The Top 5 Non-English CDs
Paying attention to the rest of the world is cool again
1. Frank London's Klezmer Brass Allstars
On this staggering side project--featuring unrealistically multicultural Gypsy brass played by wandering klezmorim--Klezmatics trumpet London shows his mad-genius side. A freelance cultural theorist who believes in carnival as a revolutionary concept, London's also a bandleader with a knack for mixing the raw and the cooked. His guys, gals and guests can play. But just for fun, sometimes they make like they can't.
2. Various Artists
Where Rough Guide's 1999 bhangra comp was historical, this one is almost all club music. Anyone who's danced her ass off to Panjabi MC will find just enough variety and also just enough familiarity in this disc's hectic vocal- and synth-enhanced beats.
3. Tom Zé
The odd man out of the tropicália movement that produced Caetano Veloso and Gilberto Gil, Zé has never been much for flow. His jumpy beats stop and go, and few pop musicians anywhere feel deeper avant-garde proclivities. The libretto for this "operetta" probably won't help you understand its exposé of samba sexism and class prejudice. Zé may not fully grasp it himself. But he made sure it was both fascinating to ponder and stimulating to hear.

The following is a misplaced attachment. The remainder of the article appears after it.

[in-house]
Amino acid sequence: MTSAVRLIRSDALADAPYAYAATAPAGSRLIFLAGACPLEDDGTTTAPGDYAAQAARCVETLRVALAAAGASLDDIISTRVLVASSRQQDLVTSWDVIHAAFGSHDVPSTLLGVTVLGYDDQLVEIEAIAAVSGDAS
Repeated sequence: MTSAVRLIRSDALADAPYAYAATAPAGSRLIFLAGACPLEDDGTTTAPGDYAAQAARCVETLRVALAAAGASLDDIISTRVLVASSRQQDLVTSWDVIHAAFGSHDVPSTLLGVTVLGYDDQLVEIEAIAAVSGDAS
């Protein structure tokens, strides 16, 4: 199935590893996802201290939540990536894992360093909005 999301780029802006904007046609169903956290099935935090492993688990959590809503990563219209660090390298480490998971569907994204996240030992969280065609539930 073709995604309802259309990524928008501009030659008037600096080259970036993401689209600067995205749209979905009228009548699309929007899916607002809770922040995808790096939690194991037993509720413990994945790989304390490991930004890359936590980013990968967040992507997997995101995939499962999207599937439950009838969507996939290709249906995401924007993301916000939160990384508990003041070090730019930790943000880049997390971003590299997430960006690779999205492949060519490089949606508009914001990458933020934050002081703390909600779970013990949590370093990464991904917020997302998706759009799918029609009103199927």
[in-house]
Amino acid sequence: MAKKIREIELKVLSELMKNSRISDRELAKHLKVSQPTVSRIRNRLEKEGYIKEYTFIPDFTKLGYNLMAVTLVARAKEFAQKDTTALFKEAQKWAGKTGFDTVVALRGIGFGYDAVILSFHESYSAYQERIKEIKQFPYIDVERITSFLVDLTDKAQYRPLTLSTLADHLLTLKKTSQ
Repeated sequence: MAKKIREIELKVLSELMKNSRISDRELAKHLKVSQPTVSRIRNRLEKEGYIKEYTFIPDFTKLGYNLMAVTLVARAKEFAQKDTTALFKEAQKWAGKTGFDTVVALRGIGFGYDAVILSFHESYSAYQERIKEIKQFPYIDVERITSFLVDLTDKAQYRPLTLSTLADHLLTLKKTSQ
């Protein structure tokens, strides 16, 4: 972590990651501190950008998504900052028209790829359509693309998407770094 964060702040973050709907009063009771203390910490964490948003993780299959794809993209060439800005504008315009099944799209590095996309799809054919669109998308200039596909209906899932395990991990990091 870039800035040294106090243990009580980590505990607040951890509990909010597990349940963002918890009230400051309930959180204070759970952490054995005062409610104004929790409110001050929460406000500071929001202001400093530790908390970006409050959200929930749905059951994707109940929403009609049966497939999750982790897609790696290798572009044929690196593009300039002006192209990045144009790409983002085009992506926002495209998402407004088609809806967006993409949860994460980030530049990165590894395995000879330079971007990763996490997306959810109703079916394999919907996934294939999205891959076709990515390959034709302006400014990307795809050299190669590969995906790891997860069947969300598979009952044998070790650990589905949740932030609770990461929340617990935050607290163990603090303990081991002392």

4. Various Artists
There are only 200,000 Garinagu people in and around Belize. But whether they're constructing percussion instruments from turtle shells or taking their natural Afro-Carib mix Latin, their culture, called Garifuna, generates a lot of music. This buoyant label sampler showcases the Garinagus' folkloric paranda style. It's winning and warming, with a homemade feel.
The African record of the year: A male-led, woman-dominated group of Saharan Tuaregs, Tartit were conceived by Belgian record men and sound more Arab than African, though they really just sound Tuareg. This new album hops up the drones and chants of 2000's Ichichili with faster tempos and the occasional Western rhythm instrument. Eerie proof if you need it that Islam and its music comes in many forms.
Rolling Stone, Dec. 28, 2006